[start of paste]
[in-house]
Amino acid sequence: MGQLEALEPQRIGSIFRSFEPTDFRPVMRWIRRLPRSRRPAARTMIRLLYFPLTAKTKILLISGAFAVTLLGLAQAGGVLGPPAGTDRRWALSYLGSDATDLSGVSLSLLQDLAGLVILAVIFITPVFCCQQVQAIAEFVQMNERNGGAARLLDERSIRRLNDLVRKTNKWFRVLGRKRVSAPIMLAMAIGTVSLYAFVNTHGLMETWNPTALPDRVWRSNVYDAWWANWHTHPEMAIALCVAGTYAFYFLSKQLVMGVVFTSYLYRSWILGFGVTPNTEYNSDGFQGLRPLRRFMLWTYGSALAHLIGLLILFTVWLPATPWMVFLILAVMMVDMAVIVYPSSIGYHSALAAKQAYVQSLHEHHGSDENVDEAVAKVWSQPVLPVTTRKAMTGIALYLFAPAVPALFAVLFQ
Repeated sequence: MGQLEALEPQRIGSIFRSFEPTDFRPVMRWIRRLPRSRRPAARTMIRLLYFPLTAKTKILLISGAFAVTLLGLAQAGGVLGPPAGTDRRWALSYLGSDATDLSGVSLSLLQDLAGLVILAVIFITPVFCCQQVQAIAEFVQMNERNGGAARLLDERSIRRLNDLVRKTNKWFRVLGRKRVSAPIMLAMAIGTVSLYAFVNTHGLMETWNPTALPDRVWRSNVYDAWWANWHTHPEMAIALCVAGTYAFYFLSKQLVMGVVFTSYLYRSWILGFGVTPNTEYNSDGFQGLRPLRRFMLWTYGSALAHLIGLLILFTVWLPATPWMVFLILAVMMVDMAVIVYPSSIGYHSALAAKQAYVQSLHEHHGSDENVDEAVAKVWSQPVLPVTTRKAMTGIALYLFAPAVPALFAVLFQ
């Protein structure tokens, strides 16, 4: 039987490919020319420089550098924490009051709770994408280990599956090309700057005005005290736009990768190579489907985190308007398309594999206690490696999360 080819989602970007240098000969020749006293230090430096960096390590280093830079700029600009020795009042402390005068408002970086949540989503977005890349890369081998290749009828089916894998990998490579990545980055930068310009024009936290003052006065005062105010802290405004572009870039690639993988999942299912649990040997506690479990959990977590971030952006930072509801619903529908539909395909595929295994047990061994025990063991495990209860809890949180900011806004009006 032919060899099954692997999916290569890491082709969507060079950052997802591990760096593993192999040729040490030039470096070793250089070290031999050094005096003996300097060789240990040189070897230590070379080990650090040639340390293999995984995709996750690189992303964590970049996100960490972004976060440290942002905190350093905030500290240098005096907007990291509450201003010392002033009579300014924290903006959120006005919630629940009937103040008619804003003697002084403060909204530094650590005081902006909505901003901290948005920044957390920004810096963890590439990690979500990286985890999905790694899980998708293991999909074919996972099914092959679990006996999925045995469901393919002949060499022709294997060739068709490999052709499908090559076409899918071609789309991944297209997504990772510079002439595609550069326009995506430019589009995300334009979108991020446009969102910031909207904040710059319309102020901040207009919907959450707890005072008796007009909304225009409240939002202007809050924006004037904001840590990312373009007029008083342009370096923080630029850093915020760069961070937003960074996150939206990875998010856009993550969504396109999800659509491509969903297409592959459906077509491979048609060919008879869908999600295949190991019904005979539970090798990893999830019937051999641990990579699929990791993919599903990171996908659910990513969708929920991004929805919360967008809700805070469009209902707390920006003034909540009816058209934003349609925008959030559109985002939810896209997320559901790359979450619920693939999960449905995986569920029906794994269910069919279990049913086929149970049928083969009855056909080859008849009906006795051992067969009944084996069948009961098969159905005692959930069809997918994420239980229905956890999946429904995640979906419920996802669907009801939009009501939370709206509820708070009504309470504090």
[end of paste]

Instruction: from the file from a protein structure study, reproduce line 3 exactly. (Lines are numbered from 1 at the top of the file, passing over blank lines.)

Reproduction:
Repeated sequence: MGQLEALEPQRIGSIFRSFEPTDFRPVMRWIRRLPRSRRPAARTMIRLLYFPLTAKTKILLISGAFAVTLLGLAQAGGVLGPPAGTDRRWALSYLGSDATDLSGVSLSLLQDLAGLVILAVIFITPVFCCQQVQAIAEFVQMNERNGGAARLLDERSIRRLNDLVRKTNKWFRVLGRKRVSAPIMLAMAIGTVSLYAFVNTHGLMETWNPTALPDRVWRSNVYDAWWANWHTHPEMAIALCVAGTYAFYFLSKQLVMGVVFTSYLYRSWILGFGVTPNTEYNSDGFQGLRPLRRFMLWTYGSALAHLIGLLILFTVWLPATPWMVFLILAVMMVDMAVIVYPSSIGYHSALAAKQAYVQSLHEHHGSDENVDEAVAKVWSQPVLPVTTRKAMTGIALYLFAPAVPALFAVLFQ